Whatever you do, work at it with all your heart, as working for the Lord, not for human masters,
since you know that you will receive an inheritance from the Lord as a reward. It is the Lord Christ you are serving.

Though writing would have been a lot more fun than studying Cognitive Psychology, my heart cannot speed past God’s heart.

This blog has become one of my favorite adventures. With each knew post, I get to grow as a writer and a daughter of the King. I love that feeling I get when I start writing an article and I hit a cord not only in my own heart but in the hearts of others.

Anyone who writes or creates in anyway knows that feeling and it’s exhilarating! It motivates me to want to write more, which is why it’s hard to stick to the task and glorify Him in the menial.

However, finals are over (PRAISE!) and I can now get back to doing what I love most – writing for Taking Flight.

I’m a huge planner and I’ve been dreaming like a maniac over this blog! I am beyond excited to reveal some of those plans in the next few weeks and coming months, but until then bear with me as I wait for the right timing. God’s timing!

(Photo courtesy of Kathryn Patterson)

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Taking Flight

I’m a Christian and I go to a public university

I’m one of the few. Let’s just say that. There weren’t many kids from my youth group or church camp who decided to go to a state school like I did.

I’m in my third year at the University of Oklahoma studying public relations. And I’m a Christian.

When I first told people that I was for sure going to OU, I got some mixed reactions from other Christians. I could tell by the looks on people’s faces and the silence or the few comments that followed that it wasn’t a choice everyone approved of and the disapproval had nothing to do with sports rivalries.

You can imagine that I started to have second thoughts even though from the start of my one and only college visit to Norman I knew it would be my home for the next four years.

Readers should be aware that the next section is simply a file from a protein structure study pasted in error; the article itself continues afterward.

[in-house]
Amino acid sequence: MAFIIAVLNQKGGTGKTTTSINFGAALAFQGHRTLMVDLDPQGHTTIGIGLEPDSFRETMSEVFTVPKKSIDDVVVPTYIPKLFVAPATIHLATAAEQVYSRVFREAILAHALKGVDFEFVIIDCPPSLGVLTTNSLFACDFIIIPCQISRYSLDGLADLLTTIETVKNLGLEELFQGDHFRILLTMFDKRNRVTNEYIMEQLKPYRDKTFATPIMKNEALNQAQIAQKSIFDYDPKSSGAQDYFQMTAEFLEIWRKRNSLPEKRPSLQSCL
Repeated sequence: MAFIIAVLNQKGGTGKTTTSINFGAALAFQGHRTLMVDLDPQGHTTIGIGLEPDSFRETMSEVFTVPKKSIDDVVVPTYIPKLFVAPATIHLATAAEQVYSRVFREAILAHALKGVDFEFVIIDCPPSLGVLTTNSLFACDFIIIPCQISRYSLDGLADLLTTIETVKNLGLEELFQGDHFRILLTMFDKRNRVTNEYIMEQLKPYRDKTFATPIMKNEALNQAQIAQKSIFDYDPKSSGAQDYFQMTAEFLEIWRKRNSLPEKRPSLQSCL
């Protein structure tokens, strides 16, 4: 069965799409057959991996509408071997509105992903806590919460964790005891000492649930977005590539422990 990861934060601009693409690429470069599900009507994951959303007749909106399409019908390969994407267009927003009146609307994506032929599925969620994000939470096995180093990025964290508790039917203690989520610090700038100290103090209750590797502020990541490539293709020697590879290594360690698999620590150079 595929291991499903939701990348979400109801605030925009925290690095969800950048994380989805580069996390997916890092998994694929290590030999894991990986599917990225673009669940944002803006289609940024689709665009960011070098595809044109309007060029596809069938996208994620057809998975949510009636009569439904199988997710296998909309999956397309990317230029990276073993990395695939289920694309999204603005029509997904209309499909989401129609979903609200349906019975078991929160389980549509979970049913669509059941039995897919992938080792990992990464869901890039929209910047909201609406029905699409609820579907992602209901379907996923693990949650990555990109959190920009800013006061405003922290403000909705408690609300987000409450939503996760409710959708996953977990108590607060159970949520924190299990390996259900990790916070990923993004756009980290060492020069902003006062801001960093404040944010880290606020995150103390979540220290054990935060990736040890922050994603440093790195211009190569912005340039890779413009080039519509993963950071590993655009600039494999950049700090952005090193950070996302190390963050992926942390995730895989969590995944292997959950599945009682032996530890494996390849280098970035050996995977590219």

There were times when I wondered if I was doing the right thing? If I was following God’s will by going to such a “worldly” place?

That was until a friend said the most encouraging thing anyone ever said to me when it came to my college decision.

“State schools need Christians, too.”

To this day, I carry that memory in my mind. Whenever I start to doubt OU as the right decision, I remember what she told me because, yes, state schools desperately need Christians.

They need Christians because we are called to be a light on a hill.

They need Christians because every semester there are countless men who call themselves Christians that yell at the students simply walking to class on the South Oval and tell them that they are going to Hell.

They need Christians because there are a lot of lost souls at a state school.

They need Christians because if there aren’t Christians on campus, then they only know the stereotype.

They need Christians because if there aren’t Christians, then the Bible-beating, Hell-fire-and-brimstone preacherman who stands outside of Dale Hall will be the only thing they know about Christ.

Though people never told me, I think there were a few who had expectations of me falling away or at the very least my faith not being a strong as it could be.

In some ways they would be right. I don’t start my day with chapel. I don’t have hundreds or thousands of Christians surrounding me in class or at extracurricular events. I don’t have professors who start class with a prayer or scripture reading.